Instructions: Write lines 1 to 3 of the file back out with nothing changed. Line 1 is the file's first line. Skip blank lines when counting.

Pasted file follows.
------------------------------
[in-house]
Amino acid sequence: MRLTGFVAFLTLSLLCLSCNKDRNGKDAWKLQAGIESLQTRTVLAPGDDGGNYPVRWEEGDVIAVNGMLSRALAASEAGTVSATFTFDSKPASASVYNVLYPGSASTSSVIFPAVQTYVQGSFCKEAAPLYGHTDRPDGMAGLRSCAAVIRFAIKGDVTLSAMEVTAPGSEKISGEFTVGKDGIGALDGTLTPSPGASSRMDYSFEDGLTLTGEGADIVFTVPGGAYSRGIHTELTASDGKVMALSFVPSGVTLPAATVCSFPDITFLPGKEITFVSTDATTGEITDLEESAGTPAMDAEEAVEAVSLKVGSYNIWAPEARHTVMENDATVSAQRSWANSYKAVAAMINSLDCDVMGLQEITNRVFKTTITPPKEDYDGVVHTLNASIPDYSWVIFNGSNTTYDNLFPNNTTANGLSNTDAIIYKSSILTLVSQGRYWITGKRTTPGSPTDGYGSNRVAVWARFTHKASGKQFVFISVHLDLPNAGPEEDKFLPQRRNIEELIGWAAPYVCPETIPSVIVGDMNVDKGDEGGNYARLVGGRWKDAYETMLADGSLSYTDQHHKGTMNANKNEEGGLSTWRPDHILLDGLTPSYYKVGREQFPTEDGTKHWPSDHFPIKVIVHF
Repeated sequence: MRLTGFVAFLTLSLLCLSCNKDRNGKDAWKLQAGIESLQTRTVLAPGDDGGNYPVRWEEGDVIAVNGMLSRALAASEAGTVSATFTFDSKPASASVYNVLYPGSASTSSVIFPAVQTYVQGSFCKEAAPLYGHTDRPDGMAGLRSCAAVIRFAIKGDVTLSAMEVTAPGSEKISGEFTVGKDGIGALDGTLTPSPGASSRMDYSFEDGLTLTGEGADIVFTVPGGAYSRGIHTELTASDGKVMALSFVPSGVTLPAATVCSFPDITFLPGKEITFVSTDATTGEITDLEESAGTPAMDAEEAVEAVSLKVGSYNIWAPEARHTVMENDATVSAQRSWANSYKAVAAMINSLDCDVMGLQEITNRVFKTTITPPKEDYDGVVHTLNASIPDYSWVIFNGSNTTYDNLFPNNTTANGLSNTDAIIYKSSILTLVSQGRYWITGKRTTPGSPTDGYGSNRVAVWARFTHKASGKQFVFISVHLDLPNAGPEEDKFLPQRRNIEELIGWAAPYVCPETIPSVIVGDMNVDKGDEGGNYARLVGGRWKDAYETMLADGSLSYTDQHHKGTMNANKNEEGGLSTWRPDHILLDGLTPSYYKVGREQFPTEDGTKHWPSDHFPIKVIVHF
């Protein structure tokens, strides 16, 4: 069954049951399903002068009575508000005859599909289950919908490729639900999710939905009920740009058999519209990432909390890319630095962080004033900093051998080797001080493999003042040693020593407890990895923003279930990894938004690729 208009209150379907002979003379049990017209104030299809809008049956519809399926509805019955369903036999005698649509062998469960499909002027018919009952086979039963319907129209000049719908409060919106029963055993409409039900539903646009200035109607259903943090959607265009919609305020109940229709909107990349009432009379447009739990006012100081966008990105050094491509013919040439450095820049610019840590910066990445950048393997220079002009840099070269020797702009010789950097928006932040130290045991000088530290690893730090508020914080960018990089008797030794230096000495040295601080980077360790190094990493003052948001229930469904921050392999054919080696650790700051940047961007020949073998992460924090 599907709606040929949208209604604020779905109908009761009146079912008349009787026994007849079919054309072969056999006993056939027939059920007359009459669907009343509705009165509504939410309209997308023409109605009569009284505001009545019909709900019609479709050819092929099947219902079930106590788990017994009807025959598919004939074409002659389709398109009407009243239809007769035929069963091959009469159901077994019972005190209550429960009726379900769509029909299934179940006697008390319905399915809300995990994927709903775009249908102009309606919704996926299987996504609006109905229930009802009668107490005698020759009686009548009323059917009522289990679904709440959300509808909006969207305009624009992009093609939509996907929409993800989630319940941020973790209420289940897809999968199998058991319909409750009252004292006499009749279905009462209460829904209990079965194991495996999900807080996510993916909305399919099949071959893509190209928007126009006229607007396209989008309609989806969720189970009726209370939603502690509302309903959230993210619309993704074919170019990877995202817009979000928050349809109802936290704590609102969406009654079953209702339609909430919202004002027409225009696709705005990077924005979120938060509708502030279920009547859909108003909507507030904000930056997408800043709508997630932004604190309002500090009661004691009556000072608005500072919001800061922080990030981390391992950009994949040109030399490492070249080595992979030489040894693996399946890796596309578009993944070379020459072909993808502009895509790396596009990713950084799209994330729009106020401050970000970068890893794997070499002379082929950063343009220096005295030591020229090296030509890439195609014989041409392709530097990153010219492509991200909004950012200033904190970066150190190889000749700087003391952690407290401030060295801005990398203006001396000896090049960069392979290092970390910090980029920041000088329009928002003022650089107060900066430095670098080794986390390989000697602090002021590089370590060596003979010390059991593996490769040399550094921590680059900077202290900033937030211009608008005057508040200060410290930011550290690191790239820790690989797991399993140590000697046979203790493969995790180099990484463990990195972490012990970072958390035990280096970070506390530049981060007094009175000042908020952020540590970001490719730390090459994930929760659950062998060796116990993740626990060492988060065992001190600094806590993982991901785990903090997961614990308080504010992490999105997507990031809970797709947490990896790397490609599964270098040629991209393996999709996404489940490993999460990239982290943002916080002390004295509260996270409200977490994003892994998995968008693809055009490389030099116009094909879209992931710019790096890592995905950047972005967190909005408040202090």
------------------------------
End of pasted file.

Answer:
[in-house]
Amino acid sequence: MRLTGFVAFLTLSLLCLSCNKDRNGKDAWKLQAGIESLQTRTVLAPGDDGGNYPVRWEEGDVIAVNGMLSRALAASEAGTVSATFTFDSKPASASVYNVLYPGSASTSSVIFPAVQTYVQGSFCKEAAPLYGHTDRPDGMAGLRSCAAVIRFAIKGDVTLSAMEVTAPGSEKISGEFTVGKDGIGALDGTLTPSPGASSRMDYSFEDGLTLTGEGADIVFTVPGGAYSRGIHTELTASDGKVMALSFVPSGVTLPAATVCSFPDITFLPGKEITFVSTDATTGEITDLEESAGTPAMDAEEAVEAVSLKVGSYNIWAPEARHTVMENDATVSAQRSWANSYKAVAAMINSLDCDVMGLQEITNRVFKTTITPPKEDYDGVVHTLNASIPDYSWVIFNGSNTTYDNLFPNNTTANGLSNTDAIIYKSSILTLVSQGRYWITGKRTTPGSPTDGYGSNRVAVWARFTHKASGKQFVFISVHLDLPNAGPEEDKFLPQRRNIEELIGWAAPYVCPETIPSVIVGDMNVDKGDEGGNYARLVGGRWKDAYETMLADGSLSYTDQHHKGTMNANKNEEGGLSTWRPDHILLDGLTPSYYKVGREQFPTEDGTKHWPSDHFPIKVIVHF
Repeated sequence: MRLTGFVAFLTLSLLCLSCNKDRNGKDAWKLQAGIESLQTRTVLAPGDDGGNYPVRWEEGDVIAVNGMLSRALAASEAGTVSATFTFDSKPASASVYNVLYPGSASTSSVIFPAVQTYVQGSFCKEAAPLYGHTDRPDGMAGLRSCAAVIRFAIKGDVTLSAMEVTAPGSEKISGEFTVGKDGIGALDGTLTPSPGASSRMDYSFEDGLTLTGEGADIVFTVPGGAYSRGIHTELTASDGKVMALSFVPSGVTLPAATVCSFPDITFLPGKEITFVSTDATTGEITDLEESAGTPAMDAEEAVEAVSLKVGSYNIWAPEARHTVMENDATVSAQRSWANSYKAVAAMINSLDCDVMGLQEITNRVFKTTITPPKEDYDGVVHTLNASIPDYSWVIFNGSNTTYDNLFPNNTTANGLSNTDAIIYKSSILTLVSQGRYWITGKRTTPGSPTDGYGSNRVAVWARFTHKASGKQFVFISVHLDLPNAGPEEDKFLPQRRNIEELIGWAAPYVCPETIPSVIVGDMNVDKGDEGGNYARLVGGRWKDAYETMLADGSLSYTDQHHKGTMNANKNEEGGLSTWRPDHILLDGLTPSYYKVGREQFPTEDGTKHWPSDHFPIKVIVHF